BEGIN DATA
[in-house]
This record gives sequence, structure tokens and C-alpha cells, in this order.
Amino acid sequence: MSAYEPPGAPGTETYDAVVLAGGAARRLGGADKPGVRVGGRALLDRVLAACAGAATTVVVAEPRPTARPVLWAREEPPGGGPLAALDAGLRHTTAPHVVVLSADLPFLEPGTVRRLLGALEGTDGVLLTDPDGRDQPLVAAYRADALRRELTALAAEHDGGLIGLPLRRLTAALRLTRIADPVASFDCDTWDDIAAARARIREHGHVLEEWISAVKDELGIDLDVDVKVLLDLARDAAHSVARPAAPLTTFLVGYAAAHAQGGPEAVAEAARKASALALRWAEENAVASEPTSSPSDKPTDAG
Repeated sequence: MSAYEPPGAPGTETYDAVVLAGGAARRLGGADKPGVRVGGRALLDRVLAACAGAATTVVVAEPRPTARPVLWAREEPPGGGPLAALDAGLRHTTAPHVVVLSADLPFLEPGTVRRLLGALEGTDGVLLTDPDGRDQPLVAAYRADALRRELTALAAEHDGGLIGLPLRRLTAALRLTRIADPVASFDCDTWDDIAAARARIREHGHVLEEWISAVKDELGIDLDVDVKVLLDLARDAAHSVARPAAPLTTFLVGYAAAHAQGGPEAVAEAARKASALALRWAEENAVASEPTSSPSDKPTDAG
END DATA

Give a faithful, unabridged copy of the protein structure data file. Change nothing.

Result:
[in-house]
This record gives sequence, structure tokens and C-alpha cells, in this order.
Amino acid sequence: MSAYEPPGAPGTETYDAVVLAGGAARRLGGADKPGVRVGGRALLDRVLAACAGAATTVVVAEPRPTARPVLWAREEPPGGGPLAALDAGLRHTTAPHVVVLSADLPFLEPGTVRRLLGALEGTDGVLLTDPDGRDQPLVAAYRADALRRELTALAAEHDGGLIGLPLRRLTAALRLTRIADPVASFDCDTWDDIAAARARIREHGHVLEEWISAVKDELGIDLDVDVKVLLDLARDAAHSVARPAAPLTTFLVGYAAAHAQGGPEAVAEAARKASALALRWAEENAVASEPTSSPSDKPTDAG
Repeated sequence: MSAYEPPGAPGTETYDAVVLAGGAARRLGGADKPGVRVGGRALLDRVLAACAGAATTVVVAEPRPTARPVLWAREEPPGGGPLAALDAGLRHTTAPHVVVLSADLPFLEPGTVRRLLGALEGTDGVLLTDPDGRDQPLVAAYRADALRRELTALAAEHDGGLIGLPLRRLTAALRLTRIADPVASFDCDTWDDIAAARARIREHGHVLEEWISAVKDELGIDLDVDVKVLLDLARDAAHSVARPAAPLTTFLVGYAAAHAQGGPEAVAEAARKASALALRWAEENAVASEPTSSPSDKPTDAG